What can we expect of car finance in 2017?
For the past few years, motor finance has been in what could be described as a golden period.
Sure, there has been the odd tough month here and there, and companies have had to deal with all sorts of new regulation from the Financial Conduct Authority (FCA), but fundamentally, motor finance lenders who have behaved sensibly, invested, and generally done their job to a decent standard, have posted year after year of growth.
2016 marked the year where new car sales stopped growing at such a strong rate (though they still grew a bit overall), but even this wasn’t enough to stop the increases in motor finance. The Finance & Leasing Association (FLA) last week reported the number of cars sold to consumers on dealer finance jumped 8% to nearly 2.3m.
Breaking those figures down, just over 1m of the finance contracts were for new cars, with just over 1.2m for used. Given that over the same period new car sales in the private market actually fell slightly (-0.2%), this meant that the percentage of private new car sales financed by FLA members through the POS reached 86.6% in 2016, up from 81.4% in 2015.
What is more, in 2017, the general expectation seems to be that new car sales are going to shrink slightly – with estimates ranging from 3% to 7%
This leads to the question – just how long can car finance keep on growing if new car sales begin to contract?
At this early stage in the year, no one knows for sure, but one would expect the growth to slow down at some point – with penetration already at record volumes, finance has currently got only so much further it can grow.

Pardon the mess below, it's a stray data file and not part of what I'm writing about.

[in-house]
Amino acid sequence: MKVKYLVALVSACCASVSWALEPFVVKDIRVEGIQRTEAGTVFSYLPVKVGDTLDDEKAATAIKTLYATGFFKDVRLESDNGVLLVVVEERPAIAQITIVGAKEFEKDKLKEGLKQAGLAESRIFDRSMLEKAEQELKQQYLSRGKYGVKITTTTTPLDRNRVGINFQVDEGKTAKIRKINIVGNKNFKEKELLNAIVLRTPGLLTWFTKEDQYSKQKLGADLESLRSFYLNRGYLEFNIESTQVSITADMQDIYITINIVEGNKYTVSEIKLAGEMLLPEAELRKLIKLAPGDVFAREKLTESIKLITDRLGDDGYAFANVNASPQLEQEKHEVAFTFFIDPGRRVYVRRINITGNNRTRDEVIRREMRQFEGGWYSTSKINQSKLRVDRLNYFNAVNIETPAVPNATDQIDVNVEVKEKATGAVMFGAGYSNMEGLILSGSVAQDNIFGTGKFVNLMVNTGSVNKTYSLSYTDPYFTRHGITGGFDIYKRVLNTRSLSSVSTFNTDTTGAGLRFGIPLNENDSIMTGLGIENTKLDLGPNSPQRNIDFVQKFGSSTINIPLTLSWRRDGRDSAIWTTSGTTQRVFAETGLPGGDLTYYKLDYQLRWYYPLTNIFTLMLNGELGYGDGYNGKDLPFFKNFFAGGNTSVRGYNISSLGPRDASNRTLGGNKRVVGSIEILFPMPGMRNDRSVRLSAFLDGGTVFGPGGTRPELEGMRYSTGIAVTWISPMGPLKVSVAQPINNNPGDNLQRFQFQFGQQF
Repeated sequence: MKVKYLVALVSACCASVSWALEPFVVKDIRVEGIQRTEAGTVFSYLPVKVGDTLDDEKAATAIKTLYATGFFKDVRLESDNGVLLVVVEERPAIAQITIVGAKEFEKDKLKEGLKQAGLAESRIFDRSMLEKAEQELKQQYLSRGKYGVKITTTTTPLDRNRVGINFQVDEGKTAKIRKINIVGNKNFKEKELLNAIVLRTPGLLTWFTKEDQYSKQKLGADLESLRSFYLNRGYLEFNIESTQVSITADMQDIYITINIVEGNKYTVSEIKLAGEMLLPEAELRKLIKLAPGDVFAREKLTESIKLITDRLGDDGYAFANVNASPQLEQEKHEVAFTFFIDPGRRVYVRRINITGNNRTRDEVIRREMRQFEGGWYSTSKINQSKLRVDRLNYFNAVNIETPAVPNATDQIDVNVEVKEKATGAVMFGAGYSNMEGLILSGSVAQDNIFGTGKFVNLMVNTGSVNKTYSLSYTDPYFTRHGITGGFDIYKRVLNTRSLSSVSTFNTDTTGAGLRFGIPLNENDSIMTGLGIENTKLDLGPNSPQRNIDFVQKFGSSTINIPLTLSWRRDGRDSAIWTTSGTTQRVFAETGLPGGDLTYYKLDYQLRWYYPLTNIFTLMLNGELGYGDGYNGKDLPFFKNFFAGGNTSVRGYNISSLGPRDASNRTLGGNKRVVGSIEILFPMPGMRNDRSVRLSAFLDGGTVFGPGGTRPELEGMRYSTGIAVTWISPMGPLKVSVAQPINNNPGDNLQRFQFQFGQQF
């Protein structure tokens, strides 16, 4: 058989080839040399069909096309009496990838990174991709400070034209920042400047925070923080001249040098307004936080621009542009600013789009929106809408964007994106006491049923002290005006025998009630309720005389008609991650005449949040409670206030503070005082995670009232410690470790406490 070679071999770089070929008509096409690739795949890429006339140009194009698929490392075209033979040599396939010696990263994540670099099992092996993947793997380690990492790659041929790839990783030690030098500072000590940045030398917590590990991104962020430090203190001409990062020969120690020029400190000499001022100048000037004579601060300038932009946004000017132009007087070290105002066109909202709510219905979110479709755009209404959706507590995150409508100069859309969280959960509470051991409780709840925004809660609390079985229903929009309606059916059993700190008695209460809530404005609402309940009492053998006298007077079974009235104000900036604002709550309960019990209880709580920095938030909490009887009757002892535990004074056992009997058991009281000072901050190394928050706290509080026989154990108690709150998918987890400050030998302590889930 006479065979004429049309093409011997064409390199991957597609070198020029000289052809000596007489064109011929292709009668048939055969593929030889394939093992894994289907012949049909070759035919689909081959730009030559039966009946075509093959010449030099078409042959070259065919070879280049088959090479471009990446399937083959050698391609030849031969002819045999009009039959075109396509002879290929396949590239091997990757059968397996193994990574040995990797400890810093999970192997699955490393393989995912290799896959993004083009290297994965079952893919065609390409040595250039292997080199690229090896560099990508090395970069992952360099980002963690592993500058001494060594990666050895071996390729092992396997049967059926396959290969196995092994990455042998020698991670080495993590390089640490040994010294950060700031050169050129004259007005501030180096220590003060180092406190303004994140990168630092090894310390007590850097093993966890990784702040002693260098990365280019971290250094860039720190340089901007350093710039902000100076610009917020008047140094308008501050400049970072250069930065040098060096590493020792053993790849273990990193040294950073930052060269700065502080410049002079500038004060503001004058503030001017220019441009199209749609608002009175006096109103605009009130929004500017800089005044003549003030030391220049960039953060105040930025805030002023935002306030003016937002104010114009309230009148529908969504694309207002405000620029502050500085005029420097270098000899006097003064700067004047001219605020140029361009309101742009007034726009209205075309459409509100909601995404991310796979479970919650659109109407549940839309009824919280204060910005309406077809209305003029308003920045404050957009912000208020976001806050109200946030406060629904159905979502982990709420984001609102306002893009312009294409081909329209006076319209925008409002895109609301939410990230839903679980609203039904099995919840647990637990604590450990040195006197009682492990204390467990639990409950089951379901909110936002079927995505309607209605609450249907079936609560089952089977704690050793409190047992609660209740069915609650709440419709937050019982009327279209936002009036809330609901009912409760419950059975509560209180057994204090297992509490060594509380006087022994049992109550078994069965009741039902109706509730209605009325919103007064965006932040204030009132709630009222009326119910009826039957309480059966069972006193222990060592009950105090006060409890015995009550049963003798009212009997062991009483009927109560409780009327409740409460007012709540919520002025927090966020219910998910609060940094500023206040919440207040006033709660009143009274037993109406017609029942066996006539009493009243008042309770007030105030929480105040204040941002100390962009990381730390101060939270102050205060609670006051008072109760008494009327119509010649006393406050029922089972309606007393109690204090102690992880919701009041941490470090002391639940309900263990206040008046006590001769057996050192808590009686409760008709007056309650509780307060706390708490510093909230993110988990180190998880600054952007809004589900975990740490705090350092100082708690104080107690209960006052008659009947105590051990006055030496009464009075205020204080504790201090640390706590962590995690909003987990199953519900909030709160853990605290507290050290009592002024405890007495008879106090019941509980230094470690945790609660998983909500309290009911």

It will be at this point where we’ll start to see the results of company’s investments and initiatives in the good year.
At the same time lenders need to be conscious of new ‘usership’ technology’s and systems being created today, which have the potential to eat into car buying numbers, and in so doing, potentially finance figures. We’ve already seen most manufacturers invest in these, and captive finance companies haven’t been shy in exploring their options in this area either.
2017 is almost certainly too early for this sort of thing to have a real impact on car finance volumes.
In the used space, penetration is much lower. On the one hand this gives finance much more room to grow, but on the other hand finance is lower in the used space for a reason. Some people can’t get finance due to their credit rating, or can’t get finance at a rate they find acceptable. Also, used cars are much cheaper, and so it’s potentially easier to stomach paying £5,000 for a used car than £10,000 and up.
So the question is, will finance continue to grow in 2017? It could, but if it does, it’ll probably be at a slower rate than before. And if it doesn’t, it’s important to remember that motor finance volumes are currently at record volumes, and that this wouldn’t be a disaster.